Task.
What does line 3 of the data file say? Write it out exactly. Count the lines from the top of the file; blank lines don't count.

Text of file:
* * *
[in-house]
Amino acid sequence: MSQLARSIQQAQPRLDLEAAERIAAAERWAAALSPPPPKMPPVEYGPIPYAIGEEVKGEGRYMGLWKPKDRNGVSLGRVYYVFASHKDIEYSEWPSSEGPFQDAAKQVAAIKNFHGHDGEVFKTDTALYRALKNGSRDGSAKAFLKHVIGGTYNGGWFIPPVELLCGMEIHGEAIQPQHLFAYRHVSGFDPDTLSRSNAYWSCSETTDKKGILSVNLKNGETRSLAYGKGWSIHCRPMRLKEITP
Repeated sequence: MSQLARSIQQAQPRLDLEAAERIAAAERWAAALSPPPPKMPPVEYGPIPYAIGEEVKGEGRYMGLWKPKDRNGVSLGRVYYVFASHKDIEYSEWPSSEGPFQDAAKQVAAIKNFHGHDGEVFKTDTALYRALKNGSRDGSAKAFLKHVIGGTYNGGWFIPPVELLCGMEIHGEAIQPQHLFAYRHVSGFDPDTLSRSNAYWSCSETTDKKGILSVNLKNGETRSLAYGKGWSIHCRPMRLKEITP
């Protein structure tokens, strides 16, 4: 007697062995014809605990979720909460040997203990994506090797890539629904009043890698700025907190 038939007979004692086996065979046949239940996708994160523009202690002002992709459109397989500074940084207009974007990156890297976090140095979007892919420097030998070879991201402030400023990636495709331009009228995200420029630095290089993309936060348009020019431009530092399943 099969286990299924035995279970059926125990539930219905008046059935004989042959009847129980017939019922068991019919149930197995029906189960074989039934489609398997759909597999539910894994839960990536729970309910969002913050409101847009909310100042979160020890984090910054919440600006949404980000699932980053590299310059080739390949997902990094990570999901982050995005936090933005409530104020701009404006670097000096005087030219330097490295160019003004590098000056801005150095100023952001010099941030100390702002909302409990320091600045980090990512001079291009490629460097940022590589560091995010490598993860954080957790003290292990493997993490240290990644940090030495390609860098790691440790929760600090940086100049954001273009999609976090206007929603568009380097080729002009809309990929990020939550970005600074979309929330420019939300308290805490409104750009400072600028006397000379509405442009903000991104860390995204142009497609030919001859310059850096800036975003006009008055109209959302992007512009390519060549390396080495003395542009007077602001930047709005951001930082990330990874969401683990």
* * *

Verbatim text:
Repeated sequence: MSQLARSIQQAQPRLDLEAAERIAAAERWAAALSPPPPKMPPVEYGPIPYAIGEEVKGEGRYMGLWKPKDRNGVSLGRVYYVFASHKDIEYSEWPSSEGPFQDAAKQVAAIKNFHGHDGEVFKTDTALYRALKNGSRDGSAKAFLKHVIGGTYNGGWFIPPVELLCGMEIHGEAIQPQHLFAYRHVSGFDPDTLSRSNAYWSCSETTDKKGILSVNLKNGETRSLAYGKGWSIHCRPMRLKEITP